]> Bipolar Design Part 2

Analog Design

Kevin Aylward B.Sc.

Bipolar Amplifier Design

Part 2

Amplifier Distortion

Abstract

This paper leads on from paper 1, basic bipolar analog design. It addresses general distortion and signal handling issue of bipolar amplifier design.

The fundamental issue here is that if a basic amplifier has no overall feedback such that its net input voltage is very small, that without an emitter resistor, it is all but useless for the majority of applications!

If you cannot follow the entire math, don’t worry, the final answer is very simple.

Distortion

In paper 1 it was stated that the emitter current as a function of base emitter voltage is given by:

Suppose that the input voltage is a small signal superimposed on to a dc bias voltage:

Then equation (1) becomes:

But the first term is just the bias, or emitter, current for a constant Vbe dc bias voltage, hence:

There are some powerful mathematical techniques for handling this equation, such as by the use of Bessel functions, but a simplified approach will achieve much the same result.

In any basic calculus text it can be shown that the exponential function may be expanded as:

Therefore 4 can be expanded as:

If Vp is small the later terms can be ignored. For simplicity, only terms up to 2nd order are examined in this paper, so that:

using the trig identify:

Equation (7) can be expressed as:

Since by assumption, Vp is small, i.e. Vp < 25mV,,  it can be seen that the first term represents a very small increase in the static bias current. The 2nd term is the main signal term, and the last term represents a 2nd harmonic distortion term. The ratio of the 2nd harmonic to fundamental is given by:

Sticking in Vt = 25mV and letting Vp be in mv and converting to % gets:

So, there you have it. The 2nd harmonic distortion is equal to the input signal in mv. So a 1mv signal will generate 1% distortion, at least! 10mV giving 10% distortion is about your limit if the output is to resemble the input at all.

Reducing Distortion

The simplest way to reduce this distortion is to insert an emitter resistor. This does two things. It reduces the signal to the base emitter junction, and it also generates negative feedback. Negative feedback reduces distortion itself, and is addressed in another paper, only the result will be used here.

In paper 1 it was shown that the signal to the base emitter is given by a potential divider effect as:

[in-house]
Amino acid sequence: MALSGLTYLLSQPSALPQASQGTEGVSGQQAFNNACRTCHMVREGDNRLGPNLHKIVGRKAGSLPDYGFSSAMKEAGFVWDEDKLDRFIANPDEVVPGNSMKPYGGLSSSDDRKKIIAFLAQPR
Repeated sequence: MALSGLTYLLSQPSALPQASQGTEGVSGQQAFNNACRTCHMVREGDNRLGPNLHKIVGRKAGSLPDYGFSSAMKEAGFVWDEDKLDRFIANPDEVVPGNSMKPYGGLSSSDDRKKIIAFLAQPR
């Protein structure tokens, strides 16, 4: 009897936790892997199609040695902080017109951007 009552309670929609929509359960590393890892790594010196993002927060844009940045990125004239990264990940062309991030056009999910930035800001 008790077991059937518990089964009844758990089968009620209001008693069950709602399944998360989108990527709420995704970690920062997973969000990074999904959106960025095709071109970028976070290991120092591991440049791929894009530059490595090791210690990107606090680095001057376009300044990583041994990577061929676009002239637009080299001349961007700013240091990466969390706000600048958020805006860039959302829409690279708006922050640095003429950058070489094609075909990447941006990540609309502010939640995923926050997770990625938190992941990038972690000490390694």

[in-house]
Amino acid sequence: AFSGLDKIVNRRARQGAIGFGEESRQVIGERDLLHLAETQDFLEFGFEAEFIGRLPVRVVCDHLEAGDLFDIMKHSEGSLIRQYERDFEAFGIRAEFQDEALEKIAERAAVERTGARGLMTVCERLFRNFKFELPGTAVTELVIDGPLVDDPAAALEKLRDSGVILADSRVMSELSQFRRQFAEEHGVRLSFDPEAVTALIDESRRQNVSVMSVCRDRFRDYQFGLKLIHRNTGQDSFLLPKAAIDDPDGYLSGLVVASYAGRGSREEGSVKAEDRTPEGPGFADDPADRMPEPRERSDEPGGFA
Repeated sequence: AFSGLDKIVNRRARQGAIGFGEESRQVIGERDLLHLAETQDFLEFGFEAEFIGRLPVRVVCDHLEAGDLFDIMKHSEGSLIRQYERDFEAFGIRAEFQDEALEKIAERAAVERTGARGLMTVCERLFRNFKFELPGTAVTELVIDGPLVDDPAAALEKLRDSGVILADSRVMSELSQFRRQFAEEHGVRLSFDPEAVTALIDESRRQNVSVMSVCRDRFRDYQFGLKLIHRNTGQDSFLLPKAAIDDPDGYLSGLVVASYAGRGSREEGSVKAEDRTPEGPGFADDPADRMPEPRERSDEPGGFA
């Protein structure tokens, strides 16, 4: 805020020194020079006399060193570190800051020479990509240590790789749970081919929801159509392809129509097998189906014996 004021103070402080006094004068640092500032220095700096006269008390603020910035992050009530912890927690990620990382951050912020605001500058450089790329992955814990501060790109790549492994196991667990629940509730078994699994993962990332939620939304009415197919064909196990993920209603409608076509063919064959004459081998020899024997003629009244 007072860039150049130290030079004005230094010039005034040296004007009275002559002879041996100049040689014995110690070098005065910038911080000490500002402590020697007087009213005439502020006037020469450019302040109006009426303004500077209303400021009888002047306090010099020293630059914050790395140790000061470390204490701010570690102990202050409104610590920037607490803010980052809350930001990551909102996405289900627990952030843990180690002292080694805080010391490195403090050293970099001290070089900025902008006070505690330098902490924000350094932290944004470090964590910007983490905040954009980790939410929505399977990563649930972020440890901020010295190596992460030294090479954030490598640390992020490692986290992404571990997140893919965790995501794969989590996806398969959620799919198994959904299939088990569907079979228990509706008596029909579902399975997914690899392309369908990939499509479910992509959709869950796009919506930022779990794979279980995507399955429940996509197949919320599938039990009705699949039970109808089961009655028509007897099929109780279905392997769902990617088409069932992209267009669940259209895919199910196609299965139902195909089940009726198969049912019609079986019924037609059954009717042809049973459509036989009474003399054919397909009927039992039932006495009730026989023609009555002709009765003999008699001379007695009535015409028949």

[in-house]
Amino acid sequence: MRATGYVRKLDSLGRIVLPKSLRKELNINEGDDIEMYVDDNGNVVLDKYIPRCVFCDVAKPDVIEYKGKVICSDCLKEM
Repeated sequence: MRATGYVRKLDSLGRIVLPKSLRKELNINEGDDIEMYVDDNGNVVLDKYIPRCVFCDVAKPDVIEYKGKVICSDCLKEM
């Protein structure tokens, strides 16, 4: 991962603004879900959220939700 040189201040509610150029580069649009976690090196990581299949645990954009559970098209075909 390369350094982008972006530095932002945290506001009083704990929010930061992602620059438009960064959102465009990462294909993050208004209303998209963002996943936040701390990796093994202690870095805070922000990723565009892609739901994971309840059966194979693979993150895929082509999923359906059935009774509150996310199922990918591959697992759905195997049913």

The effect of negative feedback can also be shown to reduce the distortion by this same factor, hence the emitter resistor circuit distortion is given by:

When expressed relative to the same input voltage. However, to obtain the same output voltage as was the case without feedback, the input must be increased by the attenuation factor, resulting in the principal of

An example shows the improvement. Say the emitter resistor is 1k, at a bias current of 1ma so that re is 25 ohms, then D2 for an input of 1V or 1000mv would be = 0.595%.

This is a very large improvement. A disadvantage is that the emitter resistor adds noise.

Emitter follower clipping

Fig. 1

It was shown in paper 1 that the emitter follower has a low output resistance re. Whilst this is indeed the case, it can lead to the erroneous idea that an ac coupled emitter follower can drive a low load resistor. This is not the case for large signal, as will be explained here.

Suppose the emitter current is 5ma such that re is then 5ohms. If a load is hen placed at Vo in Fig.1 of 100 ohms, then the output voltage should drop by a ratio of (Re/(Re + re)) or 100/105. For small signals this is still the case. However for large signals the negative half cycle will be clipped as follows:

The bias voltage at Ve, in Fig.1 will be at around 4.3V. This means that C1 will be charged to 4.3V. For 5ma, Re will be 4.3/5m = 860 ohms. If the input signal swings say, 1V negative from the bias point, C1 will have to supply this negative load current via Re. However, the maximum current available can only be the voltage stored on C1 divided by Re, which in this case is 5ma. This current across a load resistor of 100 ohm is only 0.5 volts. Therefore, the output will clip at this value.

Summary

The 2nd harmonic distortion of a simple bipolar amplifier is given by:

The 2nd harmonic distortion of a simple bipolar amplifier with an emitter resistor is given by: